While the BMW X3 and Audi Q5 lap up all the kudos, the Acura RDX quietly has emerged as a sales champ among compact luxury crossovers. In two generations, Acura has sold nearly 400,000 copies of its smallest SUV.
Now Acura is eager for a little more attention, which explains the time and brainpower it lavished on its 2019 Acura RDX.
MORE: Read our full 2019 Acura RDX review
With the new RDX, Acura has developed a new architecture and kept it to itself—for now, at least. It’s adopted the best small-displacement engine it could source from inside Honda, and coupled it to a 10-speed automatic. It’s grown larger, quieter, more spacious, and more informed thanks to a completely new infotainment system.
So, is it better—and more to the point, has it risen to the ranks of rivals like our favorite luxury 5-seat crossover, the Volvo XC60, or the X3 and Q5?
By Acura’s own reckoning, styling held back some interest in the old RDX. Consider that box ticked with the new RDX’s planted, creased new body. Behind a big pair of Acura calipers and a starburst grille, the 2019 RDX carves out a snappy new look, with an on-trend floating roof and swaggy air curtains around its wheels. The reformatted style pairs with a cabin awash in olive-ash wood and aluminum, or on A-Spec models, red-and-black leather and suede.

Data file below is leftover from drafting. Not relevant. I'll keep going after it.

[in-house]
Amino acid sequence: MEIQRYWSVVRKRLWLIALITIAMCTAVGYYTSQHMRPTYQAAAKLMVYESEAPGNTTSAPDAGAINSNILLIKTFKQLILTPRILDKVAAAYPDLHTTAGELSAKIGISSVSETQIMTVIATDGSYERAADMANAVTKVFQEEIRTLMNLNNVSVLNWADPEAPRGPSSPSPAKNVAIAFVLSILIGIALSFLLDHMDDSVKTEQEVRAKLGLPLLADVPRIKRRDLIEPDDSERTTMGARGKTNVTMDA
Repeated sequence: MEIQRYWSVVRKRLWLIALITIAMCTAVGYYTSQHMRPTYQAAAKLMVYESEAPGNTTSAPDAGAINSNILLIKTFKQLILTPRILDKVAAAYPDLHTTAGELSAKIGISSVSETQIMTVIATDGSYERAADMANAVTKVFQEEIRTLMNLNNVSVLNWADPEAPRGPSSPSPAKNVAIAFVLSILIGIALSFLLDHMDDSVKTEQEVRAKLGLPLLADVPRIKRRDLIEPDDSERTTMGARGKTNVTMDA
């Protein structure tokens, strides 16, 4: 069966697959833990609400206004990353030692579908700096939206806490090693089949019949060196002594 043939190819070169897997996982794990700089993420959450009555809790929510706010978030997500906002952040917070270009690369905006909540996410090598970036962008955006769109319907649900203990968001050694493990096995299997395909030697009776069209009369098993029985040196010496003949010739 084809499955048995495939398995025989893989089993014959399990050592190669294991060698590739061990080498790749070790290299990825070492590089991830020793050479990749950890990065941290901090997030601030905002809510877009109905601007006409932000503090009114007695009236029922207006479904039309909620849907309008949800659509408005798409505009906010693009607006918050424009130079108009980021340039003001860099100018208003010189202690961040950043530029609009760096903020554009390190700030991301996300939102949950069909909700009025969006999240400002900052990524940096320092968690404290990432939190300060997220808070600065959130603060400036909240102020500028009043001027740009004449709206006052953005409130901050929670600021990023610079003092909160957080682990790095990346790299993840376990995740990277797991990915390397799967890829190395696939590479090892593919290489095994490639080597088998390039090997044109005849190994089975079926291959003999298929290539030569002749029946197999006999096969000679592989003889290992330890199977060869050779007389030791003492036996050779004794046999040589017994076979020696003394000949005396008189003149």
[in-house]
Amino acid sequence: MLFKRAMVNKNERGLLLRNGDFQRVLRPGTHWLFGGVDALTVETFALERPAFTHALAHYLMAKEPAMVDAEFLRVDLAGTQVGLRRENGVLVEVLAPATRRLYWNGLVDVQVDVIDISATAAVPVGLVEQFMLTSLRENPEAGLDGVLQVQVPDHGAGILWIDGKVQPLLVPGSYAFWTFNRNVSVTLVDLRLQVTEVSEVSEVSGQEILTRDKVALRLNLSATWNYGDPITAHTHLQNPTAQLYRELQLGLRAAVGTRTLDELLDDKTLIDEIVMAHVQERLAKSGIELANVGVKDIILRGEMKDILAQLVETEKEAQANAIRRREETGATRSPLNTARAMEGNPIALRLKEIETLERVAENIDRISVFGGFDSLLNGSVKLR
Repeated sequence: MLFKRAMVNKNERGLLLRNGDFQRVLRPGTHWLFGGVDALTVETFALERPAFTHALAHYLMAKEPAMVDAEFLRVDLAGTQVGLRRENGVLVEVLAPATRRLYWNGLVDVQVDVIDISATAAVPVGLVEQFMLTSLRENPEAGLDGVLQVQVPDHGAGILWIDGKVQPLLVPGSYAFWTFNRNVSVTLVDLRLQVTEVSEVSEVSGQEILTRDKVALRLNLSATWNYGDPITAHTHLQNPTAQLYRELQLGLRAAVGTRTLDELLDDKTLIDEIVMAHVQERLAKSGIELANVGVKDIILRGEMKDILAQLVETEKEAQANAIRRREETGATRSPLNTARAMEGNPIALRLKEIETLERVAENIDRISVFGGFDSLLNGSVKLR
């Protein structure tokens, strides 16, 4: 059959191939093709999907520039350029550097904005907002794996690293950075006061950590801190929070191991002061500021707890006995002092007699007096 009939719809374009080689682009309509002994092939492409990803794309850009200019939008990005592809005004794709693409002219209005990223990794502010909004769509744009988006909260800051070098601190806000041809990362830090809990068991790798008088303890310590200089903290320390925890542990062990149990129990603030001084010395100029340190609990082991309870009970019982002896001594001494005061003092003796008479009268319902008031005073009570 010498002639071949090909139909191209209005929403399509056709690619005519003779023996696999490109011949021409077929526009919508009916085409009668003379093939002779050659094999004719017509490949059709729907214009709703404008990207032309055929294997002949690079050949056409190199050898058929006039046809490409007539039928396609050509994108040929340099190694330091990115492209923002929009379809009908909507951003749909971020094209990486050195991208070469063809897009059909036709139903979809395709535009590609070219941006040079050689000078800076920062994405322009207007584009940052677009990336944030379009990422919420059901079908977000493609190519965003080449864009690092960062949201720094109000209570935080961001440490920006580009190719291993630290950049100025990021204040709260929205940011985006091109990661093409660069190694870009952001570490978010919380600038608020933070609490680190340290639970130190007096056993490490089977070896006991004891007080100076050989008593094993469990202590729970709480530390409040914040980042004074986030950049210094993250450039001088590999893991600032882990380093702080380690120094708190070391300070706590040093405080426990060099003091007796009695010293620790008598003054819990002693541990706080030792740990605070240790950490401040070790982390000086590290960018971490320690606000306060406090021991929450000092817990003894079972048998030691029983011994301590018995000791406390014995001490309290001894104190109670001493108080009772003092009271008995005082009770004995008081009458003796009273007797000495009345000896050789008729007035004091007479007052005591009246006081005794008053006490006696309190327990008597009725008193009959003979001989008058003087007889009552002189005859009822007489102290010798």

There’s no more V-6 in the RDX; Honda’s 272-horsepower 2.0-liter turbo-4 guts out its 280 pound-feet of torque from 1,600 rpm, while a 10-speed automatic jumps down four gears at a time with a few taps on its paddle shift controls. It’s happiest when held in the default Sport mode, and so were we as we cruised Rocky peaks around Whistler, British Columbia. The RDX’s wider track, available three-mode shocks, and torque-vectoring rear axle gives it the unruffled, absorbent ride to match its smartly tuned twin-pin electric steering. Dynamically the RDX has never been this good, though BMW’s sportiest X3 still grips the road with more authority.
On its new architecture the 2019 RDX grows between the wheels by 2.6 inches, and the back seat’s no longer shy on leg room. The available 16-way front seats cup passengers like sportsball mitts, but the rear bench needs more padding for taller passenger comfort—when it’s not folded down for expansive cargo space, that is.
The 2019 Acura RDX comes standard with automatic emergency braking, and nearly every version has blind-spot monitors. No crash-test data exists just yet, though.
Every version also gets a panoramic glass roof, a 10.2-inch screen wedded to a new touchpad interface that vaults past Acura’s gruff old knob-driven system, a power tailgate, and 19-inch wheels. From that base spec of about $38,000, a loaded RDX Advance is priced from under $49,000 and offers a surround-view camera system, 16-way cooled front seats, 710 watts of 16-speaker sound, and Apple CarPlay (Android Auto is on hold while a touchpad interface is coded).
The new 2019 RDX touches all the bases, and significantly upgrades its performance, both in a straight line and in the twisted strands between. It steps out of the MDX’s shadow, and proves that sometimes, a clean-sheet approach works best.
For in-depth driving impressions and details, read our full 2019 Acura RDX review.